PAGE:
– The Economist, May 2020
With greater demand for corporate sustainability and reporting on Environmental, Social and Governance (ESG), numerous companies have entered the market to supply offsets. Yet not all offsets are created equal. They range in quality from science-based and verified to outright “greenwashing,” which claim to reduce carbon with little to no credible evidence.
While efforts to directly reduce emissions should always be the primary focus, offsets are needed to cover unavoidable emissions. “Reduce what you can, offset what you can’t,” is an appropriate mantra here. A two-pronged approach is required to achieve Net Zero.
The bottom line is that offsets need to be truly effective to be credible. They must be validated, registered, and auditable. Accordingly there are reputable agencies engaged in that work.
What are Emissions Offsets
What exactly are emissions offsets, what types are available, where do they come from, and what are their real values and benefits?
Emissions are not confined to carbon dioxide. Carbon is but one of the main Greenhouse Gases (GHGs), but it represents 80% of the GHGs in the US. Methane is the worst (30 times as toxic). It naturally breaks down into CO2 in 10 years, which can then last as CO2 for 100 years or more. Nitrous oxide and fluorocarbons add to the mix. They are normally converted into carbon dioxide equivalents and known as CO2e.
Definition: “A carbon offset is a reduction in emissions of carbon dioxide or other greenhouse gases (GHG) made in order to compensate for emissions made elsewhere.”
Offsets are generally referred to as Compliant and Voluntary and are considered tradable commodities in financial markets. They require verification and conformance to guidelines. Both compliant and voluntary offsets are measured by the ton of emissions (generally metric tons).
Certain industries and enterprises must observe rules set out by regional, national, or international organizations or governing bodies that have mandated emission reductions or controls. In these markets offsets are regulated and numbered to facilitate transparency, tracking, and prevent duplication. The best examples are:
- Cap-and-Trade regulatory programs, whereby utilities and industries emitting excessive GHG when generating power or in manufacturing must purchase “Allowances “ (aka credits and offsets) to operate above stipulated emissions caps. The strategy is intended as an incentive for fossil-fueled power-plants and industry to convert operations to clean energy. There are two such markets in the US:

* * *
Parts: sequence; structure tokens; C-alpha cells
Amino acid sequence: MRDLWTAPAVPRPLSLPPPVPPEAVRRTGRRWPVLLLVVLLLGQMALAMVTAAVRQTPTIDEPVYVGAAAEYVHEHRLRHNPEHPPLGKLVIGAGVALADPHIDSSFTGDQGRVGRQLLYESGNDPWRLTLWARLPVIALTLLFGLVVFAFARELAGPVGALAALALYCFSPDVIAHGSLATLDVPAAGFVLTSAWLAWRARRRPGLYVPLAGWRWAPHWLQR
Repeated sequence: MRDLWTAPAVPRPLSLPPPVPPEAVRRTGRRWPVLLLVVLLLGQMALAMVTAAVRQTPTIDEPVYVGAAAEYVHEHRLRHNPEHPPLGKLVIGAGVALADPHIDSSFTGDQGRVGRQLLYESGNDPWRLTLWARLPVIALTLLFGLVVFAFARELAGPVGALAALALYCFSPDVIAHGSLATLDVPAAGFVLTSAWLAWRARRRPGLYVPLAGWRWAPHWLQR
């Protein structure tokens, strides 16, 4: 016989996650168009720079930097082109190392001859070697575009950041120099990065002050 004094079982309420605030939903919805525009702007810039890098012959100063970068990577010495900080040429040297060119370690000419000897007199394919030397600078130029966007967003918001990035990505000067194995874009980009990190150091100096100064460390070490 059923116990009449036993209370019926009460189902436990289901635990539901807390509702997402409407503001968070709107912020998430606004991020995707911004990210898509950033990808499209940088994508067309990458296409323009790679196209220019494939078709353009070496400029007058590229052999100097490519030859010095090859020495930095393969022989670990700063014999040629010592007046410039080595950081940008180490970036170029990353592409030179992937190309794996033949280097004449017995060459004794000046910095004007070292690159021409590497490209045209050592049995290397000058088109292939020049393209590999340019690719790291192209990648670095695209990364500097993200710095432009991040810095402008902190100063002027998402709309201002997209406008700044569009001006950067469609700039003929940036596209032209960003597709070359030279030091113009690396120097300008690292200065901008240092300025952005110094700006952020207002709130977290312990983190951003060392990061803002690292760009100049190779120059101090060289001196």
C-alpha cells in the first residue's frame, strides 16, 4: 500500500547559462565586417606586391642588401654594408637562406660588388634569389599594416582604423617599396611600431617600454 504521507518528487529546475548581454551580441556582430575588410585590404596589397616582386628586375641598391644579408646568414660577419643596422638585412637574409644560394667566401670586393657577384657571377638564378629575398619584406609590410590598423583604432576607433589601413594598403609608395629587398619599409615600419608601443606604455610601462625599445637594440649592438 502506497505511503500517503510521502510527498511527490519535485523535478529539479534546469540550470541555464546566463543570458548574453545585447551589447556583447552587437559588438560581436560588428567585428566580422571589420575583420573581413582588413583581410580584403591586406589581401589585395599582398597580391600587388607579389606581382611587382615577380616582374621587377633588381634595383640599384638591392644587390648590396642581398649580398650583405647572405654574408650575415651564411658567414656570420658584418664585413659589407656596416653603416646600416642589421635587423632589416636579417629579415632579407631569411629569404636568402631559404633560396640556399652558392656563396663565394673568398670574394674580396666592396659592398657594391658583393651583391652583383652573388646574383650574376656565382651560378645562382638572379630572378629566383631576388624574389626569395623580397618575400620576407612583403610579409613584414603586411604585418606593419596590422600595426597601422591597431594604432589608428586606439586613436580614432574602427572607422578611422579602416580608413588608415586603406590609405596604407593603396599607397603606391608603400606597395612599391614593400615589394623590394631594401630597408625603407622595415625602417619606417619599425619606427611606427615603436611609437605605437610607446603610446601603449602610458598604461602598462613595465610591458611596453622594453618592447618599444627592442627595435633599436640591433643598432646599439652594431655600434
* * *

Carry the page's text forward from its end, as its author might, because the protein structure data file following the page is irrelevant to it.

- Regional Greenhouse Gas Initiative (RGGI) comprised of 11 eastern states, and
- The Western Climate Initiative (WCI) comprised of seven western states including California and four Canadian provinces.
- CORSIA (Carbon Offsetting and Reduction Scheme for International Aviation) that requires airlines to offset the carbon associated with international flights.
These provide the opportunity to purchase carbon offsets to meet corporate, institutional, or personal reasons without the need to fulfill mandatory requirements.
Voluntary offset credits can be created by a variety of actions that reduce GHG emissions or expand seizure of carbon (sequestration) and are produced by measuring the carbon footprint of various projects. Such Offsets can be derived from preserving forests and in agronomy where carbon sequestration is measured; these are often called “avoided emissions.” They can come from regenerative agriculture (storing carbon in soils) and reforestation (planting trees). They can also be Renewable Energy Credits (RECs) associated with developing solar farms, wind turbines, or hydro power. Each type must pass strict inspections and be regularly monitored to qualify and be validated as effective emissions reductions and control mechanisms.